The unique nature of the cardiectomy required for TAH support completely interrupts inherent physiologic cardiorenal feedback mechanisms. B-type natriuretic peptide (BNP), secreted by ventricular myocytes when stretched, has significant vasculo-epithelial effects, including a decrease in vascular tone, increase in renal blood flow, suppression of the renin–aldosterone axis, and increase in natriuresis. This has led to the observation and common practice of exogenous BNP administration after TAH implantation.14 Unfortunately, this practice has only demonstrated improved urine output; long-term effects on renal function have not been studied in a systematic fashion. Nonetheless, this is an excellent example of the new physiology imposed on these patients, with effects as yet truly unknown.
The pressure–volume relationships in the TAH lend themselves to excellent study in a simulated environment. The TAH simulator provided by SynCardia Systems, Inc., provides educators and learners a unique insight into basic physiology and device parameters. Specifically lacking, however, is the effect of venous and pulmonary capacitance in the model; rather, it is restricted to changes in resistance only. This, coupled with the lack of compliance in the TAH ventricles, makes for a very narrow euvolemic window—volume enough to fill the device, but not too much volume to result in inadequate emptying. In our experience, this window amounts to approximately 30 ml per cardiac cycle. In real patient management, this window is bracketed by either underfilling (low-flow alarms) or overfilling of the TAH ventricles (lack of ejection flags on the monitor). Our reaction to these alerts are of course patient and scenario specific; in general, low-flow alarms are met with immediate action, whereas poor ejection flags may be treated over the course of hours. Remember, the lack of ejection flags, especially on the right side, may signify central congestion and may contribute to new or ongoing renal dysfunction. These factors are made more salient by the limitations of invasive monitoring in these patients because of concern for catastrophic device failure from wire entanglement in the valvular apparatus.15 Whether this may be mitigated by transcutaneous monitoring devices remains unknown and worth considering.16 The limitation of the simulator, and our response to patient conditions, may be an opportunity to advance the appreciation of these parameters.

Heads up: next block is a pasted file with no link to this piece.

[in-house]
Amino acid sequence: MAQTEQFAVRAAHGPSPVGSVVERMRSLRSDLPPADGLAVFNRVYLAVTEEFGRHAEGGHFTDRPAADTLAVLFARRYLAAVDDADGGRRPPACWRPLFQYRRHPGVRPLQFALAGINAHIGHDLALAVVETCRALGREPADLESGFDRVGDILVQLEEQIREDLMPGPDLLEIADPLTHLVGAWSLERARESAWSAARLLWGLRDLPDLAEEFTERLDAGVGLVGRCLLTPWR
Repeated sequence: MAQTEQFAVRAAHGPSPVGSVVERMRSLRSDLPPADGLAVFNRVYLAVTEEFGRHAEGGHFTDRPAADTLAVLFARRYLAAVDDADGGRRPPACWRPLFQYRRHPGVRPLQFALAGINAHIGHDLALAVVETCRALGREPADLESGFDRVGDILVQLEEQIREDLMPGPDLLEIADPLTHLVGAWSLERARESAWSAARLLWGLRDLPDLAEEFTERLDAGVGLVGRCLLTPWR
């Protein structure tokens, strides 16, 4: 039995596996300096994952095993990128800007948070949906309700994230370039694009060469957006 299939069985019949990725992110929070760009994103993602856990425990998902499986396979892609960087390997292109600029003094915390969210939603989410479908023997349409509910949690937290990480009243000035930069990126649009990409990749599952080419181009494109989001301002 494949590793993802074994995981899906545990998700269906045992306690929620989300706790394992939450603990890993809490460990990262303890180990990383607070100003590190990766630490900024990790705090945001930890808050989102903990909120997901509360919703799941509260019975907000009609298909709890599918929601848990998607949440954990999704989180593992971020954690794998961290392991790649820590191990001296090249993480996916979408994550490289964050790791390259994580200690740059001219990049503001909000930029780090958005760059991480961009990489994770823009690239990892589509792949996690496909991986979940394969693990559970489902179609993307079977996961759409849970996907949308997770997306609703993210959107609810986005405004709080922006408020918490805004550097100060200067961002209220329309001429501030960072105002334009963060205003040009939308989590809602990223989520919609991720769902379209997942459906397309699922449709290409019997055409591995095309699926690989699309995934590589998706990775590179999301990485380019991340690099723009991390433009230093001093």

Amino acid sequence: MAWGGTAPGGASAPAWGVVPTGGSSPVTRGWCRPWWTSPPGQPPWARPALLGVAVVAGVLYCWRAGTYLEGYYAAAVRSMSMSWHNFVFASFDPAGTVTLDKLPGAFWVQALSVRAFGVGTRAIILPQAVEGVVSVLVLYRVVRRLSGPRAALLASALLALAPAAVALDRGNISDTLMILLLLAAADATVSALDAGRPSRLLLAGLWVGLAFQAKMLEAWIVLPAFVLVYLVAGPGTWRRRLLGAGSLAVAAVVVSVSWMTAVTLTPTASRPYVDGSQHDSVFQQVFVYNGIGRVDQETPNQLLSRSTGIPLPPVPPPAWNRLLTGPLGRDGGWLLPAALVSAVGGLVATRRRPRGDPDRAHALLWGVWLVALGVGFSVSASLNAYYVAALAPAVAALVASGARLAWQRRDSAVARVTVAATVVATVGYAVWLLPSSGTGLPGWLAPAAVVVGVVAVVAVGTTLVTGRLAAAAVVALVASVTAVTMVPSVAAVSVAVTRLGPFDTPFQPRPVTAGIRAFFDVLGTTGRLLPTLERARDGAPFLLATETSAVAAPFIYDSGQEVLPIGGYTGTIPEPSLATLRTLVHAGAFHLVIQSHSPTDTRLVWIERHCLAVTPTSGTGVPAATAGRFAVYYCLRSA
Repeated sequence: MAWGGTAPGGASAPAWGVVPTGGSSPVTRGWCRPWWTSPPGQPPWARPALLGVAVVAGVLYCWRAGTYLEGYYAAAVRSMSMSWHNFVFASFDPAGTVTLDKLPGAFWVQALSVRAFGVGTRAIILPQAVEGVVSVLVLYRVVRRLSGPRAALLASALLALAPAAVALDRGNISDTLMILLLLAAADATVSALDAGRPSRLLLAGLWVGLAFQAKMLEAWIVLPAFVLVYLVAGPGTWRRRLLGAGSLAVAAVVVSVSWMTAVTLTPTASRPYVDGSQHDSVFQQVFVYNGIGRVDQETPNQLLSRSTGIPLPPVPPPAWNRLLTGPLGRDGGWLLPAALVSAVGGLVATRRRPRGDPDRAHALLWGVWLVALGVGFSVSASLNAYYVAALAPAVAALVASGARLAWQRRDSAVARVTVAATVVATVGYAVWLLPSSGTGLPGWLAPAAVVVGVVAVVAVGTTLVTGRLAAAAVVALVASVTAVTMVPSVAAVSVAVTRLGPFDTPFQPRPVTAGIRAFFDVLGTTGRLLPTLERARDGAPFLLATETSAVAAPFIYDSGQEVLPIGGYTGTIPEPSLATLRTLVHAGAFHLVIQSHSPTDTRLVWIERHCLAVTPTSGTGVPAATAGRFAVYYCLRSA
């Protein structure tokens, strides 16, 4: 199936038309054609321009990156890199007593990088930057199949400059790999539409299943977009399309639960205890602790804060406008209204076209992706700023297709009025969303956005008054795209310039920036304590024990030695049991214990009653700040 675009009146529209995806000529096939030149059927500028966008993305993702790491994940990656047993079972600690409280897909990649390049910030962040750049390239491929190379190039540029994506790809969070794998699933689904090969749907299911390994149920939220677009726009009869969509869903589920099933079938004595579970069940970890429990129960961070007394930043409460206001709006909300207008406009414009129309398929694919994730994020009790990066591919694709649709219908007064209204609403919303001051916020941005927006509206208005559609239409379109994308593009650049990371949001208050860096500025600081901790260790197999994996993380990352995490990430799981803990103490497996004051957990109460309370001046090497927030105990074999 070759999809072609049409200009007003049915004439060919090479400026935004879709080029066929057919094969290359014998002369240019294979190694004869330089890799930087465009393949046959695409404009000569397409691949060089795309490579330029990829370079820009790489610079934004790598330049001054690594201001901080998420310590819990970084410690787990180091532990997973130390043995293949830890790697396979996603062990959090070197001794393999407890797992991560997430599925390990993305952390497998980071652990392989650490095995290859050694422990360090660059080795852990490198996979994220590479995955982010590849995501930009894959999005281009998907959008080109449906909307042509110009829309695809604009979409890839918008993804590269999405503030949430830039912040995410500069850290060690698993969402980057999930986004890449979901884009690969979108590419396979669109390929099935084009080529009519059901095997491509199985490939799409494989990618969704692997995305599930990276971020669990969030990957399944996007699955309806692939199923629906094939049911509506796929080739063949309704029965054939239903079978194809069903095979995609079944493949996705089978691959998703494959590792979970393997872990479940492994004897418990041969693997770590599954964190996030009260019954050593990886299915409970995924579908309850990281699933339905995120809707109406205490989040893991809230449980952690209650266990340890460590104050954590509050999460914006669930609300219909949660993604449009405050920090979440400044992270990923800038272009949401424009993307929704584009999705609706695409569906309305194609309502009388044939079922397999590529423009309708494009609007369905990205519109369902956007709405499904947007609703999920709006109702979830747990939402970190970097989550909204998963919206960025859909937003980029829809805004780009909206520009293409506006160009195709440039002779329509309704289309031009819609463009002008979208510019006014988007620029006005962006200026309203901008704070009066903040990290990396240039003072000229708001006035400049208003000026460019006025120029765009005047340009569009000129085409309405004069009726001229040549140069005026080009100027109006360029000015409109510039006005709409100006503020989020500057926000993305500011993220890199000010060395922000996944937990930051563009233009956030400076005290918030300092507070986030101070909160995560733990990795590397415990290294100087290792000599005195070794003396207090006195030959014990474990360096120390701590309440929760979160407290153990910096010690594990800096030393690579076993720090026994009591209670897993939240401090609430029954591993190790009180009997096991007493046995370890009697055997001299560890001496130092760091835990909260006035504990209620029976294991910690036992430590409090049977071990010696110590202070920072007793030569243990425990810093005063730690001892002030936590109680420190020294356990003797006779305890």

Survival with the TAH remains well below continuous-flow LVADs. In part, this is readily explained by the inherently more complex nature of patients in need of TAH support. However, as evidenced by these data, many questions regarding predicting postoperative outcomes remain. As technology continues to evolve and we develop novel and improved life-saving devices, we find ourselves facing new challenges that may represent poorly understood physiology. This is a testament to the success achieved in this field—we have the ability to at times recover organ function previously considered contraindications to advanced heart failure therapy. At the same time, along that journey we do not infrequently unmask unintended consequences of our care.